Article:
Data-rich human communication

As a cognitive scientist and data scientist, I take a data-rich approach to understanding how people collaborate, bond, and fight. To do that, I weave together a variety of data sources from the lab and the real world for a converging tapestry of the many ways in which our language, movement, decisions, and emotions change during social contact. Understanding how context—including conversational goals, social connections, and physical spaces—shape our emerging behaviors is a primary goal of my research, embedded within rich traditions of dynamical and ecological perspectives on human behavior and cognition broadly.

I’m also interested in developing methods to quantify social interaction, promoting open science research and education, and creating opportunities for cognitive scientists and psychologists who are interested in big data, naturally occurring data, and data science, with a special focus on data ethics.

I’m actively recruiting lab members, so please send me your CV and a brief description of your research interests if you’d like to be considered!

About me

I’m an assistant professor in the University of Connecticut’s Department of Psychological Sciences, specifically within the Perception, Action, Cognition division. I am affiliated with the Center for the Ecological Study of Perception and Action; the Institute for Collaboration on Health, Intervention, and Policy; and the Connecticut Institute for the Brain and Cognitive Sciences.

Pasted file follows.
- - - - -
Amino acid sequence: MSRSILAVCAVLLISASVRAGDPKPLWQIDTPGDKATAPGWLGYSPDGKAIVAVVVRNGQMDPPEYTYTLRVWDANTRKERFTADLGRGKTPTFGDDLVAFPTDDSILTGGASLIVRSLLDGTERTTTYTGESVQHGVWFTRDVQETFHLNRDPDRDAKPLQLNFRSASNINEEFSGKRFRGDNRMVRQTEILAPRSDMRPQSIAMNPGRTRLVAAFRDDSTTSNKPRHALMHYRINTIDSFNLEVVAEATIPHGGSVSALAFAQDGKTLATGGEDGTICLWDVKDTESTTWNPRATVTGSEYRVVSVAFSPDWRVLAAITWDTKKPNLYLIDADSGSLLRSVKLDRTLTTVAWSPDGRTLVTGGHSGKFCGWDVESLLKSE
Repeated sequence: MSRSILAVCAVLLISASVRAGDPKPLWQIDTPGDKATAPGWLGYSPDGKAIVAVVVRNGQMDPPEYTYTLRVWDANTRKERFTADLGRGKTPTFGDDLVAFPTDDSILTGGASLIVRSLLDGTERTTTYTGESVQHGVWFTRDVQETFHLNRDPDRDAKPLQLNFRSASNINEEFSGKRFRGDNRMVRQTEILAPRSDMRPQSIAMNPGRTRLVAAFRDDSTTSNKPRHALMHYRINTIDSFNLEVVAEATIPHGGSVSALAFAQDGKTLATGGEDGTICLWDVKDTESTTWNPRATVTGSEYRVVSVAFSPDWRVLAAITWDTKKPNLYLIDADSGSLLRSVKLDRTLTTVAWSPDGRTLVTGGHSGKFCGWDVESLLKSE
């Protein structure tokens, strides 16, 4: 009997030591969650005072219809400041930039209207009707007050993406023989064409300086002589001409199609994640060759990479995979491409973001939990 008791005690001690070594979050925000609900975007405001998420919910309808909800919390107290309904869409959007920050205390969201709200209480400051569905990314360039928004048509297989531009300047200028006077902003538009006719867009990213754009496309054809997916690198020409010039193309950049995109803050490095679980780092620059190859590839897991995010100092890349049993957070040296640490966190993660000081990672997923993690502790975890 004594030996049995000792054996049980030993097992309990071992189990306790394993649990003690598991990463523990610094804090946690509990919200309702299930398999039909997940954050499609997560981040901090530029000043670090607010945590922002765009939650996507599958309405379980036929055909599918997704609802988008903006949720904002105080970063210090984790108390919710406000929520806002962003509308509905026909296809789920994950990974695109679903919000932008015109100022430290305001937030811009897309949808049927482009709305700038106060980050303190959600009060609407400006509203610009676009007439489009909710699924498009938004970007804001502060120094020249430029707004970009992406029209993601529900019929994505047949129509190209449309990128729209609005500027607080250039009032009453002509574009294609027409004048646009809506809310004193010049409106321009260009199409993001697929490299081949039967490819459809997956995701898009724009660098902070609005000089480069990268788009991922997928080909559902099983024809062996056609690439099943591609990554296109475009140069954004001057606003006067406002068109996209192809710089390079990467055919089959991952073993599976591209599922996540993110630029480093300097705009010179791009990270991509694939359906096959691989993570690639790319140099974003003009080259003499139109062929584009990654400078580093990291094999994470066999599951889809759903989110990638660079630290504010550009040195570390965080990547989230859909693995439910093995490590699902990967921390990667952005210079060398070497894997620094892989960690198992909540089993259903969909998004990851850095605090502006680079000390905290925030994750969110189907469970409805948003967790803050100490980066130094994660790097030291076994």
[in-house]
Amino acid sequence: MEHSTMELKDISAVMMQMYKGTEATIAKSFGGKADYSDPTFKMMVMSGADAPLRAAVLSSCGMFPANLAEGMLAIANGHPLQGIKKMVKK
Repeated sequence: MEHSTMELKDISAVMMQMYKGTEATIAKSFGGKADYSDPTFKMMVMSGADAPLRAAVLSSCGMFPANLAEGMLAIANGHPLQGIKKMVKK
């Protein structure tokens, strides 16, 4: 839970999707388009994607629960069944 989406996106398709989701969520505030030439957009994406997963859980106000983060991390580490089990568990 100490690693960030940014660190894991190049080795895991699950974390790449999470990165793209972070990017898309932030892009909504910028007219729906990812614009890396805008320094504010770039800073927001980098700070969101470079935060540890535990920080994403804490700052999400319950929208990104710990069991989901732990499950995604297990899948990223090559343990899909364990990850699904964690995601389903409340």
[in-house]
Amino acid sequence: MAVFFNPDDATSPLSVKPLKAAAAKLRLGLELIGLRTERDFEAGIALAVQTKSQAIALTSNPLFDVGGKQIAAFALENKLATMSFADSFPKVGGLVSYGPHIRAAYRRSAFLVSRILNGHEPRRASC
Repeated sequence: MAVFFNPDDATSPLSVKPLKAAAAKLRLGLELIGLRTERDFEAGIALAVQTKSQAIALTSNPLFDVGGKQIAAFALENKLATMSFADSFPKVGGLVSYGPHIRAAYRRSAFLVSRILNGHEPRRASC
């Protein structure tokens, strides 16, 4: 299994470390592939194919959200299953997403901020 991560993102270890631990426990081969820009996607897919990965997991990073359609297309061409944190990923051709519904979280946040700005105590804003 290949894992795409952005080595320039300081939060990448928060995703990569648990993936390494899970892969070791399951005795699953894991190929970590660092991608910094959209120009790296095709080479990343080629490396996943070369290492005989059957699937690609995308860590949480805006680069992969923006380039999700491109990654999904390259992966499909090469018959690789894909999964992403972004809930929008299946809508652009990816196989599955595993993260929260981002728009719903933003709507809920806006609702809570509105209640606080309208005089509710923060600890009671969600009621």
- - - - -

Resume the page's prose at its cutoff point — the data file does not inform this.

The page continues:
Previously, I was a postdoctoral scholar working with Tom Griffiths in the Institute of Cognitive and Brain Sciences at the University of California, Berkeley and a Moore-Sloan Data Science Fellow at the Berkeley Institute for Data Science. I received my Ph.D in Cognitive and Information Sciences working with Rick Dale at the University of California, Merced.

Some recent work

Invited blog post: Psychological scientists can do big data research while preserving our ethical responsibilities to our participants and our commitments to improving the openness and transparency of science. Check out my contribution to the Psychonomic Society's #PSBigData Digital Event, in honor of the new special issue of Behavior Research Methods! (And don't forget to check out Dennis et al.'s (2019) exciting open-access piece on privacy and open science for researchers doing large-scale data collection.)

Conference proceedings: We argue that ecological psychology must grow to consider how intersectionality (Crenshaw, 1991) impacts social effectivities and social affordances (Paxton, Blau, & Weston, forthcoming, Studies in Perception and Action XV: Proceedings from the Twentieth International Conference on Perception and Action). Read our preprint!

Grant: Along with PI R. Stuart Geiger (University of California, Berkeley) and fellow co-PI Lilly Irani (Lilly Irani, University of California, San Diego), our team won an interdisciplinary grant from the Ford and Ford Foundations to help our understanding of important digital infrastructure. Check out the announcement from Ford!

Methods development: Automatically and reproducibly quantify multi-level linguistic alignment in natural conversation with ALIGN (Duran, Paxton, & Fusaroli, accepted, Psychological Methods). Find our Python package on GitHub, or install it directly from PyPI. Read about it in our preprint on PsyArXiv!

Improving public policy: Open science can be transformative to data-intensive psychology and cognitive science, and US policy makers can help foster the adoption of open-science policies (Paxton & Tullett, 2019, Policy Insights from the Behavioral and Brain Sciences).

Outreach: Videos and code from the Data on the Mind 2017 summer workshop are now available! Check out 11 tutorials dedicated to helping cognitive scientists explore questions about cognition and behavior with big and naturally occurring data. Find out more through the links below.